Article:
Creating Packages   «Prev  Next»

Lesson 7

PL/SQL Packages Conclusion

This module examined the advantages, disadvantages, and common uses of PL/SQL packages. The two separate SQL commands required to create packages were defined and practiced. Finally, you tested a package by calling the procedures and functions that are stored inside the package.
In this module, you learned how to:
  1. Define a package and its components
  2. Describe appropriate uses of a package
  3. Build the outer shell of a package
  4. Build the package body
  5. Create a PL/SQL block that calls different parts of a package

Separating the Specification and Body

The specification of a package declares the public types, variables, constants, and subprograms that are visible outside the immediate scope of the package. The body of a package defines the objects declared in the specification, as well as private objects that are not visible to applications outside the package. Oracle stores the specification and body of a package separately in the database. Other schema objects that call or reference public program objects depend only on the package specification, not on the package body. Using this distinction, you can change the definition of a program object in the package body without causing Oracle to invalidate other schema objects that call or reference the program object. Oracle invalidates dependent schema objects only if you change the declaration of the program object in the package specification.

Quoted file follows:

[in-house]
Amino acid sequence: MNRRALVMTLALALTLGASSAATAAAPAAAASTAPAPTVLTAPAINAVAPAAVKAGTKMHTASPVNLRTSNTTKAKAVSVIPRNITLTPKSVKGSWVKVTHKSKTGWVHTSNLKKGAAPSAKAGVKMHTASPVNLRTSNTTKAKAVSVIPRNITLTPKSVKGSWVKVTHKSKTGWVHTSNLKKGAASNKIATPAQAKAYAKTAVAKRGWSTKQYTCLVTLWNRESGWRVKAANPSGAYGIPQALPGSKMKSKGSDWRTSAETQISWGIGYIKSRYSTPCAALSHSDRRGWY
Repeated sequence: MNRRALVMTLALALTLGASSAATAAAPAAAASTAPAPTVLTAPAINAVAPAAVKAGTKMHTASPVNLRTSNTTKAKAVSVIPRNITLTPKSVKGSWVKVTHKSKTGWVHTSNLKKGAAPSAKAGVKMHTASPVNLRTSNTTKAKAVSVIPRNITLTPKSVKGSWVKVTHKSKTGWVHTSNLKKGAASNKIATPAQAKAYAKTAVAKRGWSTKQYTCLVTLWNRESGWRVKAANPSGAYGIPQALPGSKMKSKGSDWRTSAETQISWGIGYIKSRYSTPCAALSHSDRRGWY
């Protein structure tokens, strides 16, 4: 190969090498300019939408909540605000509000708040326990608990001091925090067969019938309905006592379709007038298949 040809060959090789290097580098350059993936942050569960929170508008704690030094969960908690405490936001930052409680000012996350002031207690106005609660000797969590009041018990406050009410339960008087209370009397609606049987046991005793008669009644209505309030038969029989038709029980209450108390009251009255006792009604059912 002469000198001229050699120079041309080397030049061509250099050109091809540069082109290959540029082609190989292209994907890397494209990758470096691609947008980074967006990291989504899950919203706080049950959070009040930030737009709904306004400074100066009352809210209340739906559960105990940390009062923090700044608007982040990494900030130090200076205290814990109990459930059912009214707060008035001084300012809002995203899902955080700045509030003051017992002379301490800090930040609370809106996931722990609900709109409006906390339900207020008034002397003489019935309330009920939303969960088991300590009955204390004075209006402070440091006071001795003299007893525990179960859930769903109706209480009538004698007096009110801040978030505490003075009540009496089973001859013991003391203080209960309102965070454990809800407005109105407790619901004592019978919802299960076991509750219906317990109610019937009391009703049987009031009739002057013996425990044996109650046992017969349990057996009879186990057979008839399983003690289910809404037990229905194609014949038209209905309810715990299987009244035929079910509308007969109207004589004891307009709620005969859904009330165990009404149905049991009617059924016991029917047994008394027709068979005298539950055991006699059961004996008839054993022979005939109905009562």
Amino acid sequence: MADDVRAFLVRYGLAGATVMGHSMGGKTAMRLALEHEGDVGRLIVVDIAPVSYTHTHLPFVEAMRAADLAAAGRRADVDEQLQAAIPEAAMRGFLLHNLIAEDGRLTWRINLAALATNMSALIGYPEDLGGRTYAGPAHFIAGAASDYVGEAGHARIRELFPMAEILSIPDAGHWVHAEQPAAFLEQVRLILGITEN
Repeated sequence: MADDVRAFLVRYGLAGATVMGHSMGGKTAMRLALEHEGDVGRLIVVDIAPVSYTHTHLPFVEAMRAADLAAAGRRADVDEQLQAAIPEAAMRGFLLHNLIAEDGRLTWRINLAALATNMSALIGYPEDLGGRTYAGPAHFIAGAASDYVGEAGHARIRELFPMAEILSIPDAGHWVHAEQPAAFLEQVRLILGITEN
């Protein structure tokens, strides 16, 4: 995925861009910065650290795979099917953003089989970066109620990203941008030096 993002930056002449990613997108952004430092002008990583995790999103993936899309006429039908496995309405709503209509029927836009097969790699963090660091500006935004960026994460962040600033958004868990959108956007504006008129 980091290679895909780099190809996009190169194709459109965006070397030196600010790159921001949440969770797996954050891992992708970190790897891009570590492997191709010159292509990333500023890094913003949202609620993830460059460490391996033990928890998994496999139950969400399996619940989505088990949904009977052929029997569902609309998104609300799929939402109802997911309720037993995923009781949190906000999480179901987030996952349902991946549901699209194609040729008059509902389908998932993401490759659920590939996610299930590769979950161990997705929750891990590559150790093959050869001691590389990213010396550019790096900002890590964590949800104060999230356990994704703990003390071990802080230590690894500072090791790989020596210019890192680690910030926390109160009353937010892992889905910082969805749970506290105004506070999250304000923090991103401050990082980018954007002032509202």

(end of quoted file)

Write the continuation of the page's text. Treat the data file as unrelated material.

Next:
Guidelines for Writing PL/SQL Packages

When writing packages, keep them general so they can be reused in future applications. Become familiar with the packages that Oracle supplies, and avoid writing packages that duplicate features already provided by Oracle. Design and define package specs before the package bodies. Place in a specification only those things that must be visible to invoking programs. That way, other developers cannot build unsafe dependencies on your implementation details. To reduce the need for recompiling when code is changed, place as few items as possible in a package specification. Changes to a package body do not require recompiling invoking subprograms. Changes to a package specification require the database to recompile every stored subprogram that references the package.

When working with package data, the developer needs to pay attention to the following points. Package data consists of variables and constants that are defined at the package level, that is, not within a particular function or procedure in the package. The scope of the package data is therefore not a single program, but rather the package as a whole. In the PL/SQL runtime architecture, package data structures persist (hold their values) for the duration of a session (rather than the duration of execution for a particular program).